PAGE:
The end of 2019 and first few months of 2020 saw a substantial overhaul to NeoVM, the operating environment for almost every contract on the blockchain. Simplified instruction sets and reference counting techniques for improved resource handling provided a considerable performance upgrade of up to 16 times.
Governance discussions took center stage in February as core developers took community input on the future direction for Neo’s governance mechanism. With a growing number of topics for voters to consider, including consensus nodes, oracle nodes, network policies and fees, it became clear that the complexity for end users plus the sheer volume of transactions required for on-chain voting would present considerable difficulty moving forward.
This prompted Neo’s lead core developer, Erik Zhang, to propose the creation of a governance committee, a set of the most highly voted nodes by NEO holders which can effectively act as a proxy on various decisions.
Similar discussions would later be held regarding the economic model, specifically the most appropriate way to design a system that would appropriately incentivize participants.
Consensus was finally achieved on a new GAS distribution model with set inflation and the introduction of a burn mechanisms for system fees. Based on a proposal first floated by a community developer over two years prior, this new approach is predicted to make the Neo blockchain much more economically robust and sustainable.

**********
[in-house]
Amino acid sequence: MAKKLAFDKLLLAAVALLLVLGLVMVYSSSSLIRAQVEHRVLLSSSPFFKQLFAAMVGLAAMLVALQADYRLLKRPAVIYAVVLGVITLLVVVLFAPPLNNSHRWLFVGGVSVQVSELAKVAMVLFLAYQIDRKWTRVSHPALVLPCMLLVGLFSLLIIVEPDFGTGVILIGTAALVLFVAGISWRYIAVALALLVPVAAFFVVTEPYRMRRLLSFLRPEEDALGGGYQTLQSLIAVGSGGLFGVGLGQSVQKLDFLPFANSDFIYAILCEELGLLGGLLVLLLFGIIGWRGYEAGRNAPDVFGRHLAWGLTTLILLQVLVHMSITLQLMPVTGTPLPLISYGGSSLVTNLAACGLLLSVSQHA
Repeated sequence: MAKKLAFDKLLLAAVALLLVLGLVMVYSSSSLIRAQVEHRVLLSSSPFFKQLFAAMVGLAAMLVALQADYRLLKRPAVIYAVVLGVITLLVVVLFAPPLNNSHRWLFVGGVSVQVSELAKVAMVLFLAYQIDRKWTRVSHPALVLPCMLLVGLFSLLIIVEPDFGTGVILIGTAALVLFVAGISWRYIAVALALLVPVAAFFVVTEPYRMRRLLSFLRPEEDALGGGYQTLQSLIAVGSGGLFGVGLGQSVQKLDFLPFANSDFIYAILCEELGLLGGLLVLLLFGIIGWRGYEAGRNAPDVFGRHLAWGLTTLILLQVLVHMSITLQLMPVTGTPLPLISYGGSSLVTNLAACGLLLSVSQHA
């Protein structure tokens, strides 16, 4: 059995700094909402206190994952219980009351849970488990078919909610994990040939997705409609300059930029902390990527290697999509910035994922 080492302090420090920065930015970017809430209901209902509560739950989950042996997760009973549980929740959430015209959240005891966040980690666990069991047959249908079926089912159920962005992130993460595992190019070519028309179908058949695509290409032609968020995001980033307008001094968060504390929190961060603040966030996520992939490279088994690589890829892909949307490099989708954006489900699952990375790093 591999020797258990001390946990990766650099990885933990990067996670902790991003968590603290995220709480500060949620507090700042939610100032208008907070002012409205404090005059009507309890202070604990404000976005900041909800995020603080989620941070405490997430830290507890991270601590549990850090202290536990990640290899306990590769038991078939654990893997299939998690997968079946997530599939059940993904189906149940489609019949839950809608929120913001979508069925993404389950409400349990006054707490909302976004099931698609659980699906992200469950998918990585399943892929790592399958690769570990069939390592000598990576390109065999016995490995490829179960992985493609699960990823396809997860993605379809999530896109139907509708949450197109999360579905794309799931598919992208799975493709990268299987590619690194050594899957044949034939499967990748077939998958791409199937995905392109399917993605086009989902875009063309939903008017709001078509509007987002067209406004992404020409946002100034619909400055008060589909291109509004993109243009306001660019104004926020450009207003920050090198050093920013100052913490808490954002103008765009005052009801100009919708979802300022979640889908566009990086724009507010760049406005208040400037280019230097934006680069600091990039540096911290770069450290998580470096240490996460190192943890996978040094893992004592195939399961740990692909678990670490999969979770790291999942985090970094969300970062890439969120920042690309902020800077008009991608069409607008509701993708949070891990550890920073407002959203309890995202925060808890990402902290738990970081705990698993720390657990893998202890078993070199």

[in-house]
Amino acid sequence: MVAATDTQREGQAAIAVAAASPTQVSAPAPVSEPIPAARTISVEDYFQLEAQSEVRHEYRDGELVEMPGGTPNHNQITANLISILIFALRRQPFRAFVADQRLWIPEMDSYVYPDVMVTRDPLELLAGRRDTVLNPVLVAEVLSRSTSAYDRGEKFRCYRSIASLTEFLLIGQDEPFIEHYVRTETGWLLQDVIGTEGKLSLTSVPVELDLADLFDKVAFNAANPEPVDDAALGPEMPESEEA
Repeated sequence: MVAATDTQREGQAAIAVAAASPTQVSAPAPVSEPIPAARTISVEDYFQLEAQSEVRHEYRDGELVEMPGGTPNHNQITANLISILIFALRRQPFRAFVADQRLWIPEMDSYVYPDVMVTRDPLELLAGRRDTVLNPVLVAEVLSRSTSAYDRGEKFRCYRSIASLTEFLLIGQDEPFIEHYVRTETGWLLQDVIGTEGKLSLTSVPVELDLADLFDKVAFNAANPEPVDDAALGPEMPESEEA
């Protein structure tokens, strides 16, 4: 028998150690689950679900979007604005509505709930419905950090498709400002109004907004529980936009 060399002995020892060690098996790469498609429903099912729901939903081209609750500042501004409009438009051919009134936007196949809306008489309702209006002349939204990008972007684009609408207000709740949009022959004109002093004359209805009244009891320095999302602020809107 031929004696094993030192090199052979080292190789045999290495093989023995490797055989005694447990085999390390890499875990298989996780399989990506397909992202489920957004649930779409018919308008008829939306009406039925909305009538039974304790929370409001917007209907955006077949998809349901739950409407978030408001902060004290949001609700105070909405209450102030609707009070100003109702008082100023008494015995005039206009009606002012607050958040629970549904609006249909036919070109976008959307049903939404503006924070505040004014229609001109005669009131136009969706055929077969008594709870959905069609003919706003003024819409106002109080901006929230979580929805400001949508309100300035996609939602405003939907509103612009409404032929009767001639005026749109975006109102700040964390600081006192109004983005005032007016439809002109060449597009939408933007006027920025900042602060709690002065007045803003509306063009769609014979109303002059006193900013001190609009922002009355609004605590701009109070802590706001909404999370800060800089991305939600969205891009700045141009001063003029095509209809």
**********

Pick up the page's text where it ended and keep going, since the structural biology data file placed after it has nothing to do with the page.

Q1’s efforts culminated in the Preview2 release, rolled out on April 21. Accompanying the NeoVM overhaul were numerous changes intended to facilitate tool development and make the codebase more modular, providing flexibility to developers and off-chain applications.
Function pointers, exception instructions, and a new contract manifest and permission system powered up Neo’s smart contract system. Ecosystem developers found further support in new syscalls and devpack updates, helping them take advantage of the new batch of improvements and begin experimenting with C# contracts.
On the modularity front, the RPC module and NeoVM itself were both decoupled from the protocol, as was the node storage layer. The storage change ensures that Neo nodes can be optimized for a variety of different scenarios. Developers will be able to switch between storage schemes, with LevelDB, RocksDB, or running in memory as supported options.